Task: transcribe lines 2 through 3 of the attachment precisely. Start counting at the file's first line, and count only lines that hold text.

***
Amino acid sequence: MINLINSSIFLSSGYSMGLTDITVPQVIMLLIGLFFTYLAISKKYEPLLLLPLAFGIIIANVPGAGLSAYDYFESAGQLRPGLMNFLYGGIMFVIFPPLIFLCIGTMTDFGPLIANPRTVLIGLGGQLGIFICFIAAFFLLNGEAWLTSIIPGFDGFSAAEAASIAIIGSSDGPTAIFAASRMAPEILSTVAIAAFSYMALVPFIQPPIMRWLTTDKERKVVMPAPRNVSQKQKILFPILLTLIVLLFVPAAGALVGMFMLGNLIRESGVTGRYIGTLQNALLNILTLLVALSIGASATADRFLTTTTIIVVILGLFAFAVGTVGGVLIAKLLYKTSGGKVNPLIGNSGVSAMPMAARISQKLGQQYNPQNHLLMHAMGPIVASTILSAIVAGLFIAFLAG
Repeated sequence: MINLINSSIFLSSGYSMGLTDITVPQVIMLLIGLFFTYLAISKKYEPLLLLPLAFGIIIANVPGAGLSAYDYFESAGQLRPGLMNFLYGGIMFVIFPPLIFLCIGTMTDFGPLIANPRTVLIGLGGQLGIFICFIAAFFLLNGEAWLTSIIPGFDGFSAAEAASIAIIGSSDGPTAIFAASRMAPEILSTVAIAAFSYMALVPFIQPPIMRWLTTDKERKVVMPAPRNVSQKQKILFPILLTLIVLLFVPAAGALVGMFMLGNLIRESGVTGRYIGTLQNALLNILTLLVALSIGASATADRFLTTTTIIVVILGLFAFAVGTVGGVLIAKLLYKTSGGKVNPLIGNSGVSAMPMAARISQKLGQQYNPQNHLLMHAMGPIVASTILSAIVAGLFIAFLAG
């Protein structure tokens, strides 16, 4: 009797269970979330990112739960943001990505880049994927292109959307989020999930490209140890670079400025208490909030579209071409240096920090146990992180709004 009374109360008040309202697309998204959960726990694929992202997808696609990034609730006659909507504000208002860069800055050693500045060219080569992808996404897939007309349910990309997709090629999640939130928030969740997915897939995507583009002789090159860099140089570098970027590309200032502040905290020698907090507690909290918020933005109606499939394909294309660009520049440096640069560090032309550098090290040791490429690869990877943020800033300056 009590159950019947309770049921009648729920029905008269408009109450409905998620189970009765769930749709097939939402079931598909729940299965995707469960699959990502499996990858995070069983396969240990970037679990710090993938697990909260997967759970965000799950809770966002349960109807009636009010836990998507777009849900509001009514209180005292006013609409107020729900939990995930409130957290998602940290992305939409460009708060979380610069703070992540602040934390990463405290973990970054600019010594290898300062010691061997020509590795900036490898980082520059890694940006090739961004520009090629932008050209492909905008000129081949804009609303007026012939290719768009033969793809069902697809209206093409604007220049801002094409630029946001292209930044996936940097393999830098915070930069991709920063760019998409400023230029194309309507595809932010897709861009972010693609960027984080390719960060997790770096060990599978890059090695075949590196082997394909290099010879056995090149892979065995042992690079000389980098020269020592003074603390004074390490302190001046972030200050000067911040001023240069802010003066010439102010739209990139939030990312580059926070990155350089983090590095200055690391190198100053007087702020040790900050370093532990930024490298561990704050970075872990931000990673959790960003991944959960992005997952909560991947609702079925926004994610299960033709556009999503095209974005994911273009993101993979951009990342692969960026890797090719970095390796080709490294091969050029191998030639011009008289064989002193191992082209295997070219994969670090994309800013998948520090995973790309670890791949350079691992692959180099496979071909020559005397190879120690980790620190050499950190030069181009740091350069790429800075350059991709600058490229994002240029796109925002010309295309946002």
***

Repeated sequence: MINLINSSIFLSSGYSMGLTDITVPQVIMLLIGLFFTYLAISKKYEPLLLLPLAFGIIIANVPGAGLSAYDYFESAGQLRPGLMNFLYGGIMFVIFPPLIFLCIGTMTDFGPLIANPRTVLIGLGGQLGIFICFIAAFFLLNGEAWLTSIIPGFDGFSAAEAASIAIIGSSDGPTAIFAASRMAPEILSTVAIAAFSYMALVPFIQPPIMRWLTTDKERKVVMPAPRNVSQKQKILFPILLTLIVLLFVPAAGALVGMFMLGNLIRESGVTGRYIGTLQNALLNILTLLVALSIGASATADRFLTTTTIIVVILGLFAFAVGTVGGVLIAKLLYKTSGGKVNPLIGNSGVSAMPMAARISQKLGQQYNPQNHLLMHAMGPIVASTILSAIVAGLFIAFLAG
């Protein structure tokens, strides 16, 4: 009797269970979330990112739960943001990505880049994927292109959307989020999930490209140890670079400025208490909030579209071409240096920090146990992180709004 009374109360008040309202697309998204959960726990694929992202997808696609990034609730006659909507504000208002860069800055050693500045060219080569992808996404897939007309349910990309997709090629999640939130928030969740997915897939995507583009002789090159860099140089570098970027590309200032502040905290020698907090507690909290918020933005109606499939394909294309660009520049440096640069560090032309550098090290040791490429690869990877943020800033300056 009590159950019947309770049921009648729920029905008269408009109450409905998620189970009765769930749709097939939402079931598909729940299965995707469960699959990502499996990858995070069983396969240990970037679990710090993938697990909260997967759970965000799950809770966002349960109807009636009010836990998507777009849900509001009514209180005292006013609409107020729900939990995930409130957290998602940290992305939409460009708060979380610069703070992540602040934390990463405290973990970054600019010594290898300062010691061997020509590795900036490898980082520059890694940006090739961004520009090629932008050209492909905008000129081949804009609303007026012939290719768009033969793809069902697809209206093409604007220049801002094409630029946001292209930044996936940097393999830098915070930069991709920063760019998409400023230029194309309507595809932010897709861009972010693609960027984080390719960060997790770096060990599978890059090695075949590196082997394909290099010879056995090149892979065995042992690079000389980098020269020592003074603390004074390490302190001046972030200050000067911040001023240069802010003066010439102010739209990139939030990312580059926070990155350089983090590095200055690391190198100053007087702020040790900050370093532990930024490298561990704050970075872990931000990673959790960003991944959960992005997952909560991947609702079925926004994610299960033709556009999503095209974005994911273009993101993979951009990342692969960026890797090719970095390796080709490294091969050029191998030639011009008289064989002193191992082209295997070219994969670090994309800013998948520090995973790309670890791949350079691992692959180099496979071909020559005397190879120690980790620190050499950190030069181009740091350069790429800075350059991709600058490229994002240029796109925002010309295309946002």